Get ready to dialogue. Don’t be afraid to ask questions and please, chime in on discussions. I want to know what I can help you with.
Your optometric education has a shelf life. Any doctor with a professional degree would agree with this statement–a statement that applies to your own future as well. When you graduate as a doctor of optometry, right away, like that shiny brand new car driven off the showroom floor, your […]
SCCO’s clinical program gets a lot of attention. Because of its scope and strength, potential students quickly identify with it as one of our program’s best features. For some reason I’ve never understood, potential students think somehow that if a program is strong clinically, it must reciprocally not […]
Susan Cotter, O.D., M.S., FAAO, is a professor and clinician scientist at the Southern California College of Optometry (SCCO) at Marshall B. Ketchum University, where she teaches as both a classroom and clinical educator, and she also performs clinical research. After training at the Illinois College of Optometry, she […]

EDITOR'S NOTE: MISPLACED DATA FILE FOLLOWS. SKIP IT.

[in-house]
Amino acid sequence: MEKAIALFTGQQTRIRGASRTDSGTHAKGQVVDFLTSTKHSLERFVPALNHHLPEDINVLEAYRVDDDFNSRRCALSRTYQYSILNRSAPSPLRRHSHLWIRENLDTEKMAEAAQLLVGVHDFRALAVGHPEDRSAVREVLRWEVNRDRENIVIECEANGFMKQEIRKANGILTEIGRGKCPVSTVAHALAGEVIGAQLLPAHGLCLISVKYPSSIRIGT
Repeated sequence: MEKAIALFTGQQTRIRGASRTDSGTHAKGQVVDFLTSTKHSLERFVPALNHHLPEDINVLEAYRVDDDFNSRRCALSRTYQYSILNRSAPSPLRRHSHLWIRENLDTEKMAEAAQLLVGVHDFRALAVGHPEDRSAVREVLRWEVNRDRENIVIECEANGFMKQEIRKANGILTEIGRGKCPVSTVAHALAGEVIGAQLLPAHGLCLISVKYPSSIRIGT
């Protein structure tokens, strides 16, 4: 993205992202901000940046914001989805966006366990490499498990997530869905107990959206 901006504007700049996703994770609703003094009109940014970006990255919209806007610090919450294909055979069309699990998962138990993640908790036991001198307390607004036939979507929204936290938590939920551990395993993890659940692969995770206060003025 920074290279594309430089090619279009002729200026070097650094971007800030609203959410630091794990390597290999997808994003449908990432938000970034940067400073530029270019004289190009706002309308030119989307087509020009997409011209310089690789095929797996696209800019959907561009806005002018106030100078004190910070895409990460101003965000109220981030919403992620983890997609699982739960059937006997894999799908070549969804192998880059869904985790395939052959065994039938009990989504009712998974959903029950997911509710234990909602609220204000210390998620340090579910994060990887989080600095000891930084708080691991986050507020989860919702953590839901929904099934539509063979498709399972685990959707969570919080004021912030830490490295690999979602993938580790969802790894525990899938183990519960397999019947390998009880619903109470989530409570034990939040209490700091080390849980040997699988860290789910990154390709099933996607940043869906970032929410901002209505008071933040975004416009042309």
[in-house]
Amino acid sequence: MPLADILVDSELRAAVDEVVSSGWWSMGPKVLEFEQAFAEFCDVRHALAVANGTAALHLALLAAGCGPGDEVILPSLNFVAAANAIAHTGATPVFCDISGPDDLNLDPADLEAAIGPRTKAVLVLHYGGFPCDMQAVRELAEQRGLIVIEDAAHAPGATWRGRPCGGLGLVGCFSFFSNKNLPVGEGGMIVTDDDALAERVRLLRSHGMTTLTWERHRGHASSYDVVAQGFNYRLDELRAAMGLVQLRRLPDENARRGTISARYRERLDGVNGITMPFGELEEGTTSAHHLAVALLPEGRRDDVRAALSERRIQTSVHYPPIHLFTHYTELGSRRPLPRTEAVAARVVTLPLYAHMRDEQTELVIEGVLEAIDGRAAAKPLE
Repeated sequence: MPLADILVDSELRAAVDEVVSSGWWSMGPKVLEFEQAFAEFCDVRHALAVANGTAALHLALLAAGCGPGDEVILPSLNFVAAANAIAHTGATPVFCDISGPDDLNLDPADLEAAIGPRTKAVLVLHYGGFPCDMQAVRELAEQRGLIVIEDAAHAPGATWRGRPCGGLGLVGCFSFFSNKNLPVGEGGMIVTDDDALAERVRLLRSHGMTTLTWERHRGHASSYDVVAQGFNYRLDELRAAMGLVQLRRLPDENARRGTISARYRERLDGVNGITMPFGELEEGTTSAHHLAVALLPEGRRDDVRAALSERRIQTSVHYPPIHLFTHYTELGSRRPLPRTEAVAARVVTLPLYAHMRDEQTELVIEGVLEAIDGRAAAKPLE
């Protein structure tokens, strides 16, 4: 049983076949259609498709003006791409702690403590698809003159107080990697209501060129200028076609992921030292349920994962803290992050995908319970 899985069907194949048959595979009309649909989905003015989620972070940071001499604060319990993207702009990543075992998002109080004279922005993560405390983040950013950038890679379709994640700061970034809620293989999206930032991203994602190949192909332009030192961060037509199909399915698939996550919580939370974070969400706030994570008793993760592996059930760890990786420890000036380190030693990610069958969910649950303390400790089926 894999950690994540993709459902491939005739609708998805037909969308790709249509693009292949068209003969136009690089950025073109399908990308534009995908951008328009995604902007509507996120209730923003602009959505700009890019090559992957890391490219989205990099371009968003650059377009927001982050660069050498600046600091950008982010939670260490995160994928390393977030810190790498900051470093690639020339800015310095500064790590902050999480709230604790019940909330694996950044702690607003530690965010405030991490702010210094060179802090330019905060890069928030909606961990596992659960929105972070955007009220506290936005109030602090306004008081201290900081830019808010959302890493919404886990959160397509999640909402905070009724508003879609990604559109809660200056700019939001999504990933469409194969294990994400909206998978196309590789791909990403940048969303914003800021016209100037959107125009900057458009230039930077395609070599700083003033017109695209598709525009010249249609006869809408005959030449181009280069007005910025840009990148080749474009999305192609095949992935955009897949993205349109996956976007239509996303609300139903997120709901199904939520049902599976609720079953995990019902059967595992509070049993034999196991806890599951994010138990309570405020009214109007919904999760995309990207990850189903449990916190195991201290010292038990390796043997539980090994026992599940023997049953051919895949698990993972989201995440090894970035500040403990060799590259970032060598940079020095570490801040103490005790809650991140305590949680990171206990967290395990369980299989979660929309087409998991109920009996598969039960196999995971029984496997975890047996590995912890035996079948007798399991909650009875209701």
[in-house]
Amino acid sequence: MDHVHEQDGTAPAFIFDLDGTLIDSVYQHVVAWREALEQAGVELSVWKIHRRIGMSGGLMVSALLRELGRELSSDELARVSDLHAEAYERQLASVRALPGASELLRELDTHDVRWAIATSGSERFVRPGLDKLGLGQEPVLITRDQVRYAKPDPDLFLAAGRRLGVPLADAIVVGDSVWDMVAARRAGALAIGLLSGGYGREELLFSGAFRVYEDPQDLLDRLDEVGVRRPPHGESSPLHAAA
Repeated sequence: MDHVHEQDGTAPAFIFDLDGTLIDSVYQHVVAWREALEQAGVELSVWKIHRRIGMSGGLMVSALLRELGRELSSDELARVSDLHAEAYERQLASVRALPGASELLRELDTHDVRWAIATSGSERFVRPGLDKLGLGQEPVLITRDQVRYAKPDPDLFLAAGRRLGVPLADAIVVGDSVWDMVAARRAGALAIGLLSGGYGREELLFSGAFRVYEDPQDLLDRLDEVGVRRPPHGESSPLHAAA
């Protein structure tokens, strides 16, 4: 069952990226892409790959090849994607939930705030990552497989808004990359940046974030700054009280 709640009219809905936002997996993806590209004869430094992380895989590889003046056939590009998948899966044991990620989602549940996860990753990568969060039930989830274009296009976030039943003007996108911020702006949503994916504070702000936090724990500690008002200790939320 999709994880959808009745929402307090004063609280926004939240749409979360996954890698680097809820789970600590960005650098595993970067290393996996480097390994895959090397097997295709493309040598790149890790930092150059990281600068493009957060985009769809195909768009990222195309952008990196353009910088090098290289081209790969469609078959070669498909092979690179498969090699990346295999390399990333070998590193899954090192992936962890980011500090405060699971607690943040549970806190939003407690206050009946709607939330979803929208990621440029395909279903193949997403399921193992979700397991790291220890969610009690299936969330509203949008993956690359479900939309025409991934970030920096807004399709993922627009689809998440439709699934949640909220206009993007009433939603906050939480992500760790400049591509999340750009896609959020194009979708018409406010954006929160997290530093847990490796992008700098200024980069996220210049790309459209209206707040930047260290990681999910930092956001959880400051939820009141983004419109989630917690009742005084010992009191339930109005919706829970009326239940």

For most students, planning for optometry school will involve financial aid and therefore loans. Here’s an article hosted on ASCO’s (Association of Schools and Colleges of Optometry) blog that should help get you started on formulating a strategy when it comes to financing your professional grad school education. For those […]
Another terrific resource for SCCO students! Here’s the press release about the newly installed NBEO Mock Exam Room: In March 2014, in recognition and celebration of the 110th year anniversary of the Southern California College of Optometry at Marshall B. Ketchum University, graduates and friends of SCCO at […]
For all optometry school applicants busy writing personal statements, this article may help. I highly endorse its wisdom. After Maggie shares tips on how to write a memorable and winning essay, included at the end of this article is the very essay she submitted with her application. It […]